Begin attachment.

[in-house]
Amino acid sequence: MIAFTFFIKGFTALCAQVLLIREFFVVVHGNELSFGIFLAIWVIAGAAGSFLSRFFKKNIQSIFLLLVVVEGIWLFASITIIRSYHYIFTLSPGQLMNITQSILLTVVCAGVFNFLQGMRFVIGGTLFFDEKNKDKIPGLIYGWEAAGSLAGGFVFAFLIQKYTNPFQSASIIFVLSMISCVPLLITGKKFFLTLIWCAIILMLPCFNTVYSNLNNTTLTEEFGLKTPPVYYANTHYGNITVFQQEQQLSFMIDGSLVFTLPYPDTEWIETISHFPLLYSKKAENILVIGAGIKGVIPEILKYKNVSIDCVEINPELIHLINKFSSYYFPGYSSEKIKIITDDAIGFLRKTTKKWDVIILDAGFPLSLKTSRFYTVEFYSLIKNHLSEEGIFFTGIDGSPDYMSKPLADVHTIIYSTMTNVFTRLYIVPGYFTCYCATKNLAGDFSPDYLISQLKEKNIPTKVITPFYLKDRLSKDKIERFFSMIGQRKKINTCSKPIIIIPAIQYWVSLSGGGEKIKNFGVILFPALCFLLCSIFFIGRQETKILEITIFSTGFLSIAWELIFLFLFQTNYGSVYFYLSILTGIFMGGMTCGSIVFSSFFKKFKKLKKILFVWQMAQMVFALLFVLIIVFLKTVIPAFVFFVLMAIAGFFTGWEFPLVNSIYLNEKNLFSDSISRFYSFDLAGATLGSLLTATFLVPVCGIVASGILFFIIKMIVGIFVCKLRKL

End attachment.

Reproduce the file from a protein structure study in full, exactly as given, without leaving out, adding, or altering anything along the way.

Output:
[in-house]
Amino acid sequence: MIAFTFFIKGFTALCAQVLLIREFFVVVHGNELSFGIFLAIWVIAGAAGSFLSRFFKKNIQSIFLLLVVVEGIWLFASITIIRSYHYIFTLSPGQLMNITQSILLTVVCAGVFNFLQGMRFVIGGTLFFDEKNKDKIPGLIYGWEAAGSLAGGFVFAFLIQKYTNPFQSASIIFVLSMISCVPLLITGKKFFLTLIWCAIILMLPCFNTVYSNLNNTTLTEEFGLKTPPVYYANTHYGNITVFQQEQQLSFMIDGSLVFTLPYPDTEWIETISHFPLLYSKKAENILVIGAGIKGVIPEILKYKNVSIDCVEINPELIHLINKFSSYYFPGYSSEKIKIITDDAIGFLRKTTKKWDVIILDAGFPLSLKTSRFYTVEFYSLIKNHLSEEGIFFTGIDGSPDYMSKPLADVHTIIYSTMTNVFTRLYIVPGYFTCYCATKNLAGDFSPDYLISQLKEKNIPTKVITPFYLKDRLSKDKIERFFSMIGQRKKINTCSKPIIIIPAIQYWVSLSGGGEKIKNFGVILFPALCFLLCSIFFIGRQETKILEITIFSTGFLSIAWELIFLFLFQTNYGSVYFYLSILTGIFMGGMTCGSIVFSSFFKKFKKLKKILFVWQMAQMVFALLFVLIIVFLKTVIPAFVFFVLMAIAGFFTGWEFPLVNSIYLNEKNLFSDSISRFYSFDLAGATLGSLLTATFLVPVCGIVASGILFFIIKMIVGIFVCKLRKL